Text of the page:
It’s only natural that a dish as ancient as the Aztec empire, chilaquiles—fried tortillas simmered in chile sauce—go through as many permutations throughout the centuries as it has. The dish starts with leftover, stale tortillas, usually from dinner the night before, which are cut into pieces, fried in oil to crisp up, and then sautéed in a spicy, chile-based sauce.
What was once an economical method to use up old tortillas has been built upon and transformed in an American context. We have loaded the simple, stewed tortilla with fried eggs, fistfuls of cheese, grilled meats, and squiggles of crema to create a hangover-obliterating mini-feast that anchors the brunch menus of dozens of New York City’s Mexican restaurants. The loyalties over whose style is superior—from soft as polenta versions to nachos masquerading as breakfast, and from red sauce to green—is a debate that will last much longer than any Senate filibuster.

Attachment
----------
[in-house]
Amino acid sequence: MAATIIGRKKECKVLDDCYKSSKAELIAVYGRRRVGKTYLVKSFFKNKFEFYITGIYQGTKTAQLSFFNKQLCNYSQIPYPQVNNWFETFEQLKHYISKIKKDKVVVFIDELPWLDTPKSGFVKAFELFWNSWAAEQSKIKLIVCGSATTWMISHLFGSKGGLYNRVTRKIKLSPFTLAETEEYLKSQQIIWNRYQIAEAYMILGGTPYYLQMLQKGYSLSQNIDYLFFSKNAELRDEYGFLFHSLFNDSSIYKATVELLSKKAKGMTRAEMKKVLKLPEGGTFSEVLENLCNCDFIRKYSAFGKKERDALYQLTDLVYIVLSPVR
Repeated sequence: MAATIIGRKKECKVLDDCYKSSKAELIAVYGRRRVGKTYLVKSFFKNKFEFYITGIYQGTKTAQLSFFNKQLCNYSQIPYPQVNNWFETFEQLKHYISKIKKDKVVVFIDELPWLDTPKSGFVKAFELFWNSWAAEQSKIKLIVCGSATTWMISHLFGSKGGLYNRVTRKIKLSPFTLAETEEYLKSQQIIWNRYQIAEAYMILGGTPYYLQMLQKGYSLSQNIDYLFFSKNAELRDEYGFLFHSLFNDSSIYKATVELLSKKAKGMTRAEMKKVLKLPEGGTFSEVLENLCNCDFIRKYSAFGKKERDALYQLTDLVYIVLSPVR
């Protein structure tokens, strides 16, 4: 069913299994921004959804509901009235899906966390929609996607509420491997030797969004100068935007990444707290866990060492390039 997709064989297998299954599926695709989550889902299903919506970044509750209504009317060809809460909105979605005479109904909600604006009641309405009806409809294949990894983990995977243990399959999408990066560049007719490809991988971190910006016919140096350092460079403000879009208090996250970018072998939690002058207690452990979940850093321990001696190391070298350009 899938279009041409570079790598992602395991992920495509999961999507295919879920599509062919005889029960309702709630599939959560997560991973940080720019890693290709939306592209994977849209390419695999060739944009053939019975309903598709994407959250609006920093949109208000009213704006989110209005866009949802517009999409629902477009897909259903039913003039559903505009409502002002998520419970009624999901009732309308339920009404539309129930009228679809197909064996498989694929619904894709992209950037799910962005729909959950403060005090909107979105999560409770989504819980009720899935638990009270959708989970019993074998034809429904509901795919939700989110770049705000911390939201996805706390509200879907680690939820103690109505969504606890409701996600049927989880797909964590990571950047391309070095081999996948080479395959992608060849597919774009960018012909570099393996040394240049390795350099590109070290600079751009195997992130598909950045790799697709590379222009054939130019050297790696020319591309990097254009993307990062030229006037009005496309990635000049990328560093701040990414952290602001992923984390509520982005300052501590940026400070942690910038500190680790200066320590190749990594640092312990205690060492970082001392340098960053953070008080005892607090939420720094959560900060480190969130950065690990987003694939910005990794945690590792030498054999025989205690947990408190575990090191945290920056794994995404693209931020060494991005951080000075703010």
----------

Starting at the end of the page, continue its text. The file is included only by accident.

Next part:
Start the dispute over a platter of one of NYC’s best—here’s where to find them.